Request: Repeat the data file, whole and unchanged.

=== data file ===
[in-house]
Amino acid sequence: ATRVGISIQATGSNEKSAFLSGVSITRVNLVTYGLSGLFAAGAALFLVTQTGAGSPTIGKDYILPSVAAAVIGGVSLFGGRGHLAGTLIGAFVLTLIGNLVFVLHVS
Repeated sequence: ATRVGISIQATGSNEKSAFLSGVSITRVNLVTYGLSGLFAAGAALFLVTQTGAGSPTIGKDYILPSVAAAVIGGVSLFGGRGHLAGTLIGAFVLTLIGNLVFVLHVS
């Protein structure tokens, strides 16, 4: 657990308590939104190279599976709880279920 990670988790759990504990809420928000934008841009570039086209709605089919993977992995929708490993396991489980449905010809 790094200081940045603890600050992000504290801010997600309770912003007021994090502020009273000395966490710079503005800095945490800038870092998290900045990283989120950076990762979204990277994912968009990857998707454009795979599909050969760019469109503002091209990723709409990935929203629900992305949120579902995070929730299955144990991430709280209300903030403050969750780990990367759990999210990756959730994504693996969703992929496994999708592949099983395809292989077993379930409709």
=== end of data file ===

[in-house]
Amino acid sequence: ATRVGISIQATGSNEKSAFLSGVSITRVNLVTYGLSGLFAAGAALFLVTQTGAGSPTIGKDYILPSVAAAVIGGVSLFGGRGHLAGTLIGAFVLTLIGNLVFVLHVS
Repeated sequence: ATRVGISIQATGSNEKSAFLSGVSITRVNLVTYGLSGLFAAGAALFLVTQTGAGSPTIGKDYILPSVAAAVIGGVSLFGGRGHLAGTLIGAFVLTLIGNLVFVLHVS
């Protein structure tokens, strides 16, 4: 657990308590939104190279599976709880279920 990670988790759990504990809420928000934008841009570039086209709605089919993977992995929708490993396991489980449905010809 790094200081940045603890600050992000504290801010997600309770912003007021994090502020009273000395966490710079503005800095945490800038870092998290900045990283989120950076990762979204990277994912968009990857998707454009795979599909050969760019469109503002091209990723709409990935929203629900992305949120579902995070929730299955144990991430709280209300903030403050969750780990990367759990999210990756959730994504693996969703992929496994999708592949099983395809292989077993379930409709």